More than 100 people gathered in Saskatoon to honour the life of a woman they never knew in person.
People young and old joined hands at a ceremonial round dance for attack survivor Marlene Bird took place just outside of Saskatoon City Hall Tuesday evening.
“There’s so much to say, she has become honestly a beacon of home for our people,” said attendee Kayla Ironstar Murray.
“Never forget Marlene Bird because she became an inspiration to our country, to our stories, to Indigenous people in general.”
Bird, an Indigenous woman, was brutally beaten, sexually assaulted and lit on fire in a Prince Albert parking lot in June 2014. Bird lost both her legs and much of her eyesight in the attack.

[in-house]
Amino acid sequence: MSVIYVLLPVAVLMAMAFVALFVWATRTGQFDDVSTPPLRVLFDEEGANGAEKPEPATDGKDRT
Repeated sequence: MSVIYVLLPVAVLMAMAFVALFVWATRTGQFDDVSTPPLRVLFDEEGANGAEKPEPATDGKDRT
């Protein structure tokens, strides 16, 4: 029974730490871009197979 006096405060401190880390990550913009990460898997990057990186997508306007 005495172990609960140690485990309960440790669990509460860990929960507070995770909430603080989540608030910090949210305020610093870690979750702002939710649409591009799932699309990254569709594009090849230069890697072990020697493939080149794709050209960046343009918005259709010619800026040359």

She died from organ failure at the age of 50 on Monday.
Ironstar Murray noted the round dance was an opportunity to raise awareness about violence against Indigenous peoples.
“We’re all together, we’re collectively. All of us brought our children so that they can be aware of her and just know her story, know her and honour her and respect her,” she said.
Ironstar Murray said she hopes children who came out Tuesday learn they have a voice.
“Her story marks a time in history where we can gather together to end violence because it is a huge dilemma that does face our people. ”
Maria Sutherland also attended the round dance and called the ceremony “beautiful.”
“All these people are gathering and remembering her as someone powerful and not just from addictions, violence, abuse,” Sutherland said. “She was a person and deserves to be remembered as one.”
Bird is survived by her partner Patrick Lavallee and two daughters.